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proposal: encoding/json: add Encoder.EncodeToken method #40127

rogpeppe opened this issue Jul 9, 2020 · 0 comments

proposal: encoding/json: add Encoder.EncodeToken method #40127

rogpeppe opened this issue Jul 9, 2020 · 0 comments


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@rogpeppe rogpeppe commented Jul 9, 2020

Currently there is a way to decode JSON token-by-token, but the JSON package does not support encoding tokens that way. It has been stated that just writing the tokens yourself is straightforward enough to do (citation needed), but it's not actually that easy to do.

Here's some code that streams JSON from input to output: It's at least 50 lines of code to do the basic streaming functionality, it's easy to get wrong by forgetting to put a colon or a comma in the right place, and if you want indentation or HTML escaping, you have to do it yourself.

I propose that we add an EncodeToken method to json.Encoder:

// EncodeToken encodes a single JSON token to the encoder. The order of
// tokens must result in valid JSON syntax (as returned by the
// Decoder.Token method). That is, delimiters [ ] { } must be properly
// nested and matched, and object keys must be strings (but see the note
// on using Encode below).
// EncodeToken returns an error if the token cannot be encoded or is
// misplaced, for example because there's a delimiter mismatch, a
// non-string token is passed where an object key is expected, a string
// contains invalid UTF-8 or a Number isn’t formatted correctly.
// Note that it’s OK to mix calls to EncodeToken with calls to Encode.
// In particular, it’s also valid to call Encode when an object key is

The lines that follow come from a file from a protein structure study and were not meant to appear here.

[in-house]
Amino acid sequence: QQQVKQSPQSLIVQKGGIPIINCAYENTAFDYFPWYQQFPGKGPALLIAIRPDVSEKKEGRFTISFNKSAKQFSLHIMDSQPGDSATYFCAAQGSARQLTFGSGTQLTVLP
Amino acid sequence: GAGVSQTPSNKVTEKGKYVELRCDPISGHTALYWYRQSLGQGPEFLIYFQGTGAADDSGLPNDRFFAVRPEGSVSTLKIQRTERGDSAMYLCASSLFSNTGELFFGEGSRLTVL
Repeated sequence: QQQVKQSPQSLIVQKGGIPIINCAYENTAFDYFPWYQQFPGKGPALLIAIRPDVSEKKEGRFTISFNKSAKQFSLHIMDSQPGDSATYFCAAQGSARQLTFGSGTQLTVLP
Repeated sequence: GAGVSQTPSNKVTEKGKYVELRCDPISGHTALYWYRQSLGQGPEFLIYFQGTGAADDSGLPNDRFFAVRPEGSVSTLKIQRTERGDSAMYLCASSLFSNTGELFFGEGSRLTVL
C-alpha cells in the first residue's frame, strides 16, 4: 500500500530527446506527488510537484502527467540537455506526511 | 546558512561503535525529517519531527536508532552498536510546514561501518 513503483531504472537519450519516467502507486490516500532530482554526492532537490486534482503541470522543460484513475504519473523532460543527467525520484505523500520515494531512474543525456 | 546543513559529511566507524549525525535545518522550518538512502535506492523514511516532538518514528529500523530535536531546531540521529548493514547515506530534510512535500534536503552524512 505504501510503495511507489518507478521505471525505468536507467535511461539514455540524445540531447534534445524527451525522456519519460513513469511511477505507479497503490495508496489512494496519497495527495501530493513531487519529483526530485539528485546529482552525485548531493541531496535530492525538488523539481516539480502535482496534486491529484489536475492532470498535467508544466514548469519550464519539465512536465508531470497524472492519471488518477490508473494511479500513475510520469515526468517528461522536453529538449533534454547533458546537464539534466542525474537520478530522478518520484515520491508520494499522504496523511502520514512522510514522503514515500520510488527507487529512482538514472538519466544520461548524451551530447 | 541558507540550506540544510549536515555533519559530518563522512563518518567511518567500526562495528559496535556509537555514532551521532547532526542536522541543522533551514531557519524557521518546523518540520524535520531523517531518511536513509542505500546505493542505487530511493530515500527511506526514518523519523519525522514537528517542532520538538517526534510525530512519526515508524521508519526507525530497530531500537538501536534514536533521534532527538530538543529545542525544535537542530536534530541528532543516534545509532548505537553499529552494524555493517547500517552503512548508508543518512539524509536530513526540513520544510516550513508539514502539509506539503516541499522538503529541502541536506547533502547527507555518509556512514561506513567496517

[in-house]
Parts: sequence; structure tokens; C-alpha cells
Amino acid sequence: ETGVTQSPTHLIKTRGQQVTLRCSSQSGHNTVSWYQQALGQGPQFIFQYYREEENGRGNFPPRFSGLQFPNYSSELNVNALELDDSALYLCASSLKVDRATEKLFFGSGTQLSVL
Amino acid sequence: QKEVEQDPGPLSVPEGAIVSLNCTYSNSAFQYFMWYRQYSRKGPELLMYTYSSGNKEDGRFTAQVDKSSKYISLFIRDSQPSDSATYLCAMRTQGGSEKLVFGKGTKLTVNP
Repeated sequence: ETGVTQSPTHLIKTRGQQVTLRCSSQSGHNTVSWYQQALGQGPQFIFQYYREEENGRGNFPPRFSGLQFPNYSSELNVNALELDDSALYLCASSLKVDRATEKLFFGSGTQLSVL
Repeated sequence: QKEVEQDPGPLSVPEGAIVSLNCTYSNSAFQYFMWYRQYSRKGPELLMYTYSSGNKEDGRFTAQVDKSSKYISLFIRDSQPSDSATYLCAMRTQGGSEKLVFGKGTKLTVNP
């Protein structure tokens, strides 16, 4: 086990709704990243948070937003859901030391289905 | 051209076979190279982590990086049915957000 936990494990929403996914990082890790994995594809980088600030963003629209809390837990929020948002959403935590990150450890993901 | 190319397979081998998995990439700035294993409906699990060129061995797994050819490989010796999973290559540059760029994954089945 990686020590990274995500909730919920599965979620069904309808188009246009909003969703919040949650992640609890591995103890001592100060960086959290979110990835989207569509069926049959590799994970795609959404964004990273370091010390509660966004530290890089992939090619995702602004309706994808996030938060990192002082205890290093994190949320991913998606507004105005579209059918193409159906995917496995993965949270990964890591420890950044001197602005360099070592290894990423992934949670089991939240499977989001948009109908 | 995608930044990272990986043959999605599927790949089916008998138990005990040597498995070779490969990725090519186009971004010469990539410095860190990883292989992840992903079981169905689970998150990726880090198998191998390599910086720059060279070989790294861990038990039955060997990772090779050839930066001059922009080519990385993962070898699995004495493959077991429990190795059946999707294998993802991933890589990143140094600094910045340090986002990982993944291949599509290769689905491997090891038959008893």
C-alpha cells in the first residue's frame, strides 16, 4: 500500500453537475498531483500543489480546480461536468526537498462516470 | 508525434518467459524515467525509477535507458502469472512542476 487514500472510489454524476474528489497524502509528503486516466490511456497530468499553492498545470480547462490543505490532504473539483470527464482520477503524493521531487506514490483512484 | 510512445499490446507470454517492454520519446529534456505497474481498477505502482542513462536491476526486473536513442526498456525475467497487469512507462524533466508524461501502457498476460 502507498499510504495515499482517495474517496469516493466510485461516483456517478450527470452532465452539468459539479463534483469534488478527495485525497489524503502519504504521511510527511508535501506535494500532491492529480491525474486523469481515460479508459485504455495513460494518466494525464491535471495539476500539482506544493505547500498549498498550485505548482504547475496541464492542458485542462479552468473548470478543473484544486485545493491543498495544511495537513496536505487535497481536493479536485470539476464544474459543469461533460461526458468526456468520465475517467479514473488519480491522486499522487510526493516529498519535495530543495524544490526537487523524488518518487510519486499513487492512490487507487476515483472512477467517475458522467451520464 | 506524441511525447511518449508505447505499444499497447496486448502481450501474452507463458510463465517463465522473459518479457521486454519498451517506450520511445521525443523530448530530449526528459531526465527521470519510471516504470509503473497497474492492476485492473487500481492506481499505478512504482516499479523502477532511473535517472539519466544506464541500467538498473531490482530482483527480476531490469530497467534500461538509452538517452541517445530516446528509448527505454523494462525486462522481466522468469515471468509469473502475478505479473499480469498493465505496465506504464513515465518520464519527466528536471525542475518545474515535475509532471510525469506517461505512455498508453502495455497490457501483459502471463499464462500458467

// expected - in this case, the value is subject to the same conversion
// rules as for map keys.
func (enc *Encoder) EncodeToken(tok Token) error

There would be no way to produce syntactically invalid output (other than truncating the output by not completing the encoded value). The Encoder would keep track of the current state in a stack internally.

An example: if we wanted to stream a large array of JSON objects, we could do:

for {

A slightly more comprehensive example is here

The code to stream a set of JSON values would become considerably simpler:

Completeness validation

It might be useful to provide callers with a final check that their encoded value is in fact complete (that is, no final closing tokens have been omitted). To do that, the following method could be provided:

// ClosingToken returns the token necessary to close the current encoding object or array.
// It returns either Delim('}'), Delim(']'), or nil if there is no current object or array.
func (enc *Encoder) ClosingToken() Token

This method makes it straightforward to check that the object is complete (if env.ClosingToken == nil), but also could be used for sanity checks when developing, better errors, or to implement a Flush method that automatically closes all open objects and arrays:

for enc.ClosingToken() != nil {


As with the current Decoder.Token implementation, Encoder.EncodeToken will not be particularly efficient, as it requires passing strings and numbers as strings inside an interface value. I think that this can be considered an orthogonal issue: a solution to the Decoder.Token garbage issue may also be applied to Decoder.Token. The symmetry between Decoder.Token and Encoder.EncodeToken is a useful property which makes this API easier to explain and use, and shouldn’t be discarded lightly, in my view.

Once Encoder.Encode is invoked, there’s no way to return to streaming mode, for example to encode a large array within a MarshalJSON method. This is a limitation of the json.Marshaler interface, and could potentially be addressed by a fix in that area.

It would almost be possible to implement this without adding a method at all by changing the Encode method to recognize Delim. However, it’s currently valid to pass a Delim value to encode (it encodes as a number), so this would break backward compatibility. Also, it’s arguably cleaner to have a separation between the low level token API and the higher level Encode API.

Related proposals


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